Kimya Dawson

Just because the mainstream took notice when Kimya Dawson dominated Billboard charts with the Juno soundtrack doesn't mean she's left K Records for a major. Rather, with Alphabutt she's aiming for a crossover of a different kind: The goofy den mother of antifolk has crafted a children's album, in part as a response to fans who've wished she had songs more appropriate for their kids.

And so this breezy batch is considerably less hung up on sex and death but still gleefully scatological, celebrating farts on the title track and, well, "Pee-Pee in the Potty" speaks for itself. There's a dark side, though. The closing "Sunbeams and Some Beans" advises today's youth to share their snacks with those less fortunate, name-checking corporate greed and our national food surplus. Even then, however, Dawson houses her more pointed sentiments in shambling folk-pop that works on several levels.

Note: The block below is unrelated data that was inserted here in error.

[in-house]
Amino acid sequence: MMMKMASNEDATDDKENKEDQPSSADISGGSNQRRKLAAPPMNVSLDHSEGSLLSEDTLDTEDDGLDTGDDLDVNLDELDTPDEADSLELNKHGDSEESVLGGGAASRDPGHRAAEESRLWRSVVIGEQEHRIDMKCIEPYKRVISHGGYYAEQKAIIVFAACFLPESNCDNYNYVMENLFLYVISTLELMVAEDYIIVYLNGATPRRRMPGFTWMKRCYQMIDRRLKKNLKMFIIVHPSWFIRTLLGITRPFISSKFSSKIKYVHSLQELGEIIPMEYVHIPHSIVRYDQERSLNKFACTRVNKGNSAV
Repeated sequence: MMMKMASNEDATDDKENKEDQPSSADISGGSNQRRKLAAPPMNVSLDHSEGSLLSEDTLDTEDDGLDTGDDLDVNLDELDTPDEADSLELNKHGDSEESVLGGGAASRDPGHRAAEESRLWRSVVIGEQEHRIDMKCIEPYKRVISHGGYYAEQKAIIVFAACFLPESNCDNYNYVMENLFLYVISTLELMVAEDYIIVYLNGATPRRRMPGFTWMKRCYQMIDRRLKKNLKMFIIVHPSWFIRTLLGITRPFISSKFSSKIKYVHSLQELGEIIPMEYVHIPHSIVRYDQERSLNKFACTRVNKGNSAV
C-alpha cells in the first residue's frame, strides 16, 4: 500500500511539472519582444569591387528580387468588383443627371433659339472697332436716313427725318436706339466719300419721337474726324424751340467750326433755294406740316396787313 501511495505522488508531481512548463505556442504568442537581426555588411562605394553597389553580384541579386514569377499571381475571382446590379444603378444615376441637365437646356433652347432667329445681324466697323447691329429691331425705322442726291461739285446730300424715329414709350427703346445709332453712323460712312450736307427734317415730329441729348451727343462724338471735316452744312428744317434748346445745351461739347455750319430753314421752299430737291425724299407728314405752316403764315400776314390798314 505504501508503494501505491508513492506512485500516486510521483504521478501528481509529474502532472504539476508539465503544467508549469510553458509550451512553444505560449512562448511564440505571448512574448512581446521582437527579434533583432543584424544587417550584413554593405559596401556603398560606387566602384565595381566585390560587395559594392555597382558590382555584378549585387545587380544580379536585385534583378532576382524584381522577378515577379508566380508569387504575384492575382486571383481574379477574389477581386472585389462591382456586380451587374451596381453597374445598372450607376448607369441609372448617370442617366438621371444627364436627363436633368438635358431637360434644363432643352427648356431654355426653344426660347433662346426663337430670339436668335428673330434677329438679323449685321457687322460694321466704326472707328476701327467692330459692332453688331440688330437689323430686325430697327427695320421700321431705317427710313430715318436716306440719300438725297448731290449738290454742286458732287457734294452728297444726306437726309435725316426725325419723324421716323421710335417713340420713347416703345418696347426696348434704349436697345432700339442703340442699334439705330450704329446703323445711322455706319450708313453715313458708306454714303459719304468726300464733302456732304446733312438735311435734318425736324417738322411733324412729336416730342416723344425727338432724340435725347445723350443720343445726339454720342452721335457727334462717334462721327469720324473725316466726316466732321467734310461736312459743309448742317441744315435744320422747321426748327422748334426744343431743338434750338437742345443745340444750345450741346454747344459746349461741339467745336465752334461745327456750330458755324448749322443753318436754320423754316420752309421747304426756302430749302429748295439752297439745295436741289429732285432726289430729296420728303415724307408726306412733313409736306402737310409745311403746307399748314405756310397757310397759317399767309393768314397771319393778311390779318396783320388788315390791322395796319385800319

It helps that she has a daughter of her own, Panda, who appears here and was the inspiration for "Little Panda Bear," "I Love You, Sweet Baby" and "Louie," about Panda's beloved dog. Kids could do a lot worse than Alphabutt, a deeply heartfelt album that will endure just as long as Juno, if not quite so prominently.

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Doug Wallen